At last! How reasuring it was to see in the Arts section of the Sunday The New York Times the beginning of the backlash against the inexplicably popular Coldplay. The writer, Jon Pareles, was afraid he was the only one who thinks that Coldplay is "the decade's most insufferable band" but he's not. It just seems that way because of the hegemony of opinion around them enforced by fawning media coverage, ubiquitous airplay, and high corporate stakes in their success. It's good to see the cracks in the monolith finally showing. I have wondered since I first heard of this band why anyone would feel any passion about it and when they would go away. It was an ill wind blowing through pop music that brought Coldplay and their oppresive mix of contrived earnestness and self-absorption to the forefront -- as Pareles notes, anthemic self-pity is an especially toxic mix. But it's one that mirrors the personality that rampant consumerism expects in individuals, a self-pity so concentrated you don't recognize the underlying conformity (everybody's vicariously pretending to be pathetically alone on the largest stage in the world with Chris Martin). The kind of self-centeredness and unrestrained individualism that Coldplay's music implictly endorses as a winning personality trait is the very thing that ultimately prevents communitarian aims, that makes absurd the idea that you should be selfless without getting to whine to the entire universe about how much you are sacrificing. It's ego music of the worst sort, and its listeners are encouraged by it to retreat into its eiderdown layers and make an ostrich hole out of them, since what is going on between a person's ears (or in their "heart") is all that matters in the world anyway.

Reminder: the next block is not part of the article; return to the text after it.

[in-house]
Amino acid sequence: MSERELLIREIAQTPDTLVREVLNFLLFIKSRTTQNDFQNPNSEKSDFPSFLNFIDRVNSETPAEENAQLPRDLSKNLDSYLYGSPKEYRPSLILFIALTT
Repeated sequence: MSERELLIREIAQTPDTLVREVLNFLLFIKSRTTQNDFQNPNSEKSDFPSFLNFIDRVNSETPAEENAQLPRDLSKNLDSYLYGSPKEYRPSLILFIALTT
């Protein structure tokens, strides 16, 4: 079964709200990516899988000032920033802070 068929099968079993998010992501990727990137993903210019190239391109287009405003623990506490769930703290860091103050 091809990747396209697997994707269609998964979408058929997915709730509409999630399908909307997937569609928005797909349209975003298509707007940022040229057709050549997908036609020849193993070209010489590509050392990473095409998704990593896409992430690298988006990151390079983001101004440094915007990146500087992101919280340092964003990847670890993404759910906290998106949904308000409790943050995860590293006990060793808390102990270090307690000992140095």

Hopefully this article will be the first voice in what will become a chorus of naysayers to the oppressively antiseptic music of earnest ego. And then maybe they will go after Kanye West, another inexplicable musical hero, prized for his very ineffectuality and inoffensiveness, next.